Originally posted by jiM_Mi View Post
              Right now I "sell" my services to my employer. The same way a prostitute sells their time.
              Jim, I must admit that this is likely the first time that I've ever had a financial professional compare his work to that of a prostitute!
              "Praestantia per minutus" ... "Acta non verba"

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              • #8
                1st step = zero debts

                2nd step = zero employment

                1st step I'm about 90k away (mortgage is only current debt)

                2nd step will be in about 25 years when i retire
                Gunga galunga...gunga -- gunga galunga.

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                • #9
                  To me, financial freedom would mean not needing to work.

                  I'm not there yet.
                  Steve

                  * Despite the high cost of living, it remains very popular.
                  * Why should I pay for my daughter's education when she already knows everything?
                  * There are no shortcuts to anywhere worth going.

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                  • #10
                    Originally posted by kork13 View Post


                    Jim, I must admit that this is likely the first time that I've ever had a financial professional compare his work to that of a prostitute!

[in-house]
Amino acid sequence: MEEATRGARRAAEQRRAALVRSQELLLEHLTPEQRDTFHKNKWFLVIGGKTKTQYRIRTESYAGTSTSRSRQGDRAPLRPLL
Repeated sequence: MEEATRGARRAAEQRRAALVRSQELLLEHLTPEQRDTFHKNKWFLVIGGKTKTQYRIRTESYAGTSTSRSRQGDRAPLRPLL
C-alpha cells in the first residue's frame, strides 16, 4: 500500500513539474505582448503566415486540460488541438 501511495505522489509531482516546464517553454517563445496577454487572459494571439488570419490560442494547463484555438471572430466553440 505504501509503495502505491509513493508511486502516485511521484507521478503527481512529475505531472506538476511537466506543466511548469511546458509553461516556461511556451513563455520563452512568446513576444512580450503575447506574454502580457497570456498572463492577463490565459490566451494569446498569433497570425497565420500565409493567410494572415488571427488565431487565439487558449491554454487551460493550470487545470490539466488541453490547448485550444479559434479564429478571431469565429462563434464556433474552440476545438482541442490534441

Anyone which works for money is selling their time. The only difference is how society views it.

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                    • #11
                      Is it the ability to buy anything you want?
                      Originally posted by james.hendrickson View Post

                      I go back and forth on this - what if the "stuff" people like to buy is bullion or paper savings bonds?
                      LOL -- I was just going to point this out. I consider DH and to have reached financial freedom. I am retired, but DH still goes to work because he enjoys doing it.
                      DH could quit work and our standard of living would stay the same. But, we can't "buy anything we want"-- like a private jet or something like that...

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                      • #12
                        At this phase of our financial journey, financial freedom means being free of debt. I just paid off my consumer debt (credit cards) and student loan. Once we pay off our mortgage, and have at least a year of salary saved for a rainy day, I will consider us to be financially free. My answer will likely be different a couple of years from now.

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                        • #13
                          I'm financially free, but my DH isn't.ha

                          We have no debt and if I wanted to quit work I could, but DH still has to work for family health benefits, so he's not free.

                          No debt is what I feel gives us financial freedom.